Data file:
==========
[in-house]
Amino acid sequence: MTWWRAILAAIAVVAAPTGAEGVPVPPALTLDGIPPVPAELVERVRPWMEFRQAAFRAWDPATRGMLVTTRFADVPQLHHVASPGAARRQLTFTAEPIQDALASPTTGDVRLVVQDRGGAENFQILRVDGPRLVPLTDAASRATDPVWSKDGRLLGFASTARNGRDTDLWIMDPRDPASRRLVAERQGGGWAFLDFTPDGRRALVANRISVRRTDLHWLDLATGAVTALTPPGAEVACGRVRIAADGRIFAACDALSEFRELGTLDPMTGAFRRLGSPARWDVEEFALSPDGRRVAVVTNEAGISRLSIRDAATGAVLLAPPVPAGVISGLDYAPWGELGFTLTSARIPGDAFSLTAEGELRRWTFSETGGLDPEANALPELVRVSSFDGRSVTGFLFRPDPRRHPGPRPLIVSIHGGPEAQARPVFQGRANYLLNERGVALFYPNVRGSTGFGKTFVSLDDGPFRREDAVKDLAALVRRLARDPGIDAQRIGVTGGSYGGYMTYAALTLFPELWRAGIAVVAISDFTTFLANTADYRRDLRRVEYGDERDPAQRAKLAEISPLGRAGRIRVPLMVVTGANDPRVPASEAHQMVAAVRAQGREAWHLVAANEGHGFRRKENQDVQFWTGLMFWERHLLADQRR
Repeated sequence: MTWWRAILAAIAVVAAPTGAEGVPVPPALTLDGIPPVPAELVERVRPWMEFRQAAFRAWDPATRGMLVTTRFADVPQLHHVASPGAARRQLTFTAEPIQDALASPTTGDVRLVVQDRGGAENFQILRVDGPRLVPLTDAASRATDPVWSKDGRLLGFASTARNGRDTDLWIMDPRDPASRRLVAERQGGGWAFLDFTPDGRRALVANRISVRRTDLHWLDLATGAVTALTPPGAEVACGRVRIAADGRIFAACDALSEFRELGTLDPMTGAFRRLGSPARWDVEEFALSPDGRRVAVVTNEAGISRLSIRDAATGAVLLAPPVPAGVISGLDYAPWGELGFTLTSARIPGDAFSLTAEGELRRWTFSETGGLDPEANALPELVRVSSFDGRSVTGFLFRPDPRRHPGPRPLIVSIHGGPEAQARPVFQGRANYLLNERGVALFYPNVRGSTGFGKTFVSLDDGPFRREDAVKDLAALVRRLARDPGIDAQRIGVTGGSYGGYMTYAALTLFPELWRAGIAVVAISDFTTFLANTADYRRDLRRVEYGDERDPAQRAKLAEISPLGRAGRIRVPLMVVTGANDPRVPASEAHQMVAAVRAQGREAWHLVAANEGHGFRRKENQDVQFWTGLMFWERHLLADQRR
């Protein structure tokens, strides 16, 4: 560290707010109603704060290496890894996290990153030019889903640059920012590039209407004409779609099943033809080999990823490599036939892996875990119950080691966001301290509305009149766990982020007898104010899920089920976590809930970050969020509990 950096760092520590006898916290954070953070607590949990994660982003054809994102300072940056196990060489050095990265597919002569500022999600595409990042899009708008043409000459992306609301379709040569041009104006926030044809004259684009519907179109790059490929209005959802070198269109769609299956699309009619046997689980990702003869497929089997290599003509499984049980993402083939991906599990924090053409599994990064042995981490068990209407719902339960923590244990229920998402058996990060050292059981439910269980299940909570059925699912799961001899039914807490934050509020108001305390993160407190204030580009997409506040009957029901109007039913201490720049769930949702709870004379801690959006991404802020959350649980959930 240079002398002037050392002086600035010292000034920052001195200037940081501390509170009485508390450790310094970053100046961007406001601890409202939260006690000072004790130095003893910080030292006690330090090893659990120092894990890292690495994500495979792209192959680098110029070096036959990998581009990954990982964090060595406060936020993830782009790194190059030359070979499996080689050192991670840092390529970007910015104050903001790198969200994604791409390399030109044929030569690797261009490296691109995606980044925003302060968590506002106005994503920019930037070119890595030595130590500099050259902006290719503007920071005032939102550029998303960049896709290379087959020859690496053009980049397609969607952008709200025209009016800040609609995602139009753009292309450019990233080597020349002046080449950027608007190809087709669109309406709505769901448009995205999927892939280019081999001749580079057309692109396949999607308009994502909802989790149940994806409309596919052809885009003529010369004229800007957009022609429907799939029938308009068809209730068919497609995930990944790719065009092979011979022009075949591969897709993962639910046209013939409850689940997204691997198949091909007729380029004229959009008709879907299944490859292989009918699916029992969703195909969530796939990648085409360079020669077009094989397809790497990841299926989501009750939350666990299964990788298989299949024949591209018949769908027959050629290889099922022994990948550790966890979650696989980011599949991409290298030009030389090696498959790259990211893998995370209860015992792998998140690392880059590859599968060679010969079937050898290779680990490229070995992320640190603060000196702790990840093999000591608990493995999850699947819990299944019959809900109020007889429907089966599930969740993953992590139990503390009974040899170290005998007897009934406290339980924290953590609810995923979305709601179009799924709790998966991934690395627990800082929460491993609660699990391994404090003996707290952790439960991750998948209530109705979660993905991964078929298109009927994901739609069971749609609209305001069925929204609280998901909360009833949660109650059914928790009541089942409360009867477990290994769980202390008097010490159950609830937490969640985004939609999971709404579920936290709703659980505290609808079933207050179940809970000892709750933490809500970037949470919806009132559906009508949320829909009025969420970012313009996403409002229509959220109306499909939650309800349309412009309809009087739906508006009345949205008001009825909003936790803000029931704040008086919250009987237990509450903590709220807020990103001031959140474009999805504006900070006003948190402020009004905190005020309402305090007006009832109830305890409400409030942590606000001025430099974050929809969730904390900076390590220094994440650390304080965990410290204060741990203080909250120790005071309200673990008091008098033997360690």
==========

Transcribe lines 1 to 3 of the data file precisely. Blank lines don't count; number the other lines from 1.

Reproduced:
[in-house]
Amino acid sequence: MTWWRAILAAIAVVAAPTGAEGVPVPPALTLDGIPPVPAELVERVRPWMEFRQAAFRAWDPATRGMLVTTRFADVPQLHHVASPGAARRQLTFTAEPIQDALASPTTGDVRLVVQDRGGAENFQILRVDGPRLVPLTDAASRATDPVWSKDGRLLGFASTARNGRDTDLWIMDPRDPASRRLVAERQGGGWAFLDFTPDGRRALVANRISVRRTDLHWLDLATGAVTALTPPGAEVACGRVRIAADGRIFAACDALSEFRELGTLDPMTGAFRRLGSPARWDVEEFALSPDGRRVAVVTNEAGISRLSIRDAATGAVLLAPPVPAGVISGLDYAPWGELGFTLTSARIPGDAFSLTAEGELRRWTFSETGGLDPEANALPELVRVSSFDGRSVTGFLFRPDPRRHPGPRPLIVSIHGGPEAQARPVFQGRANYLLNERGVALFYPNVRGSTGFGKTFVSLDDGPFRREDAVKDLAALVRRLARDPGIDAQRIGVTGGSYGGYMTYAALTLFPELWRAGIAVVAISDFTTFLANTADYRRDLRRVEYGDERDPAQRAKLAEISPLGRAGRIRVPLMVVTGANDPRVPASEAHQMVAAVRAQGREAWHLVAANEGHGFRRKENQDVQFWTGLMFWERHLLADQRR
Repeated sequence: MTWWRAILAAIAVVAAPTGAEGVPVPPALTLDGIPPVPAELVERVRPWMEFRQAAFRAWDPATRGMLVTTRFADVPQLHHVASPGAARRQLTFTAEPIQDALASPTTGDVRLVVQDRGGAENFQILRVDGPRLVPLTDAASRATDPVWSKDGRLLGFASTARNGRDTDLWIMDPRDPASRRLVAERQGGGWAFLDFTPDGRRALVANRISVRRTDLHWLDLATGAVTALTPPGAEVACGRVRIAADGRIFAACDALSEFRELGTLDPMTGAFRRLGSPARWDVEEFALSPDGRRVAVVTNEAGISRLSIRDAATGAVLLAPPVPAGVISGLDYAPWGELGFTLTSARIPGDAFSLTAEGELRRWTFSETGGLDPEANALPELVRVSSFDGRSVTGFLFRPDPRRHPGPRPLIVSIHGGPEAQARPVFQGRANYLLNERGVALFYPNVRGSTGFGKTFVSLDDGPFRREDAVKDLAALVRRLARDPGIDAQRIGVTGGSYGGYMTYAALTLFPELWRAGIAVVAISDFTTFLANTADYRRDLRRVEYGDERDPAQRAKLAEISPLGRAGRIRVPLMVVTGANDPRVPASEAHQMVAAVRAQGREAWHLVAANEGHGFRRKENQDVQFWTGLMFWERHLLADQRR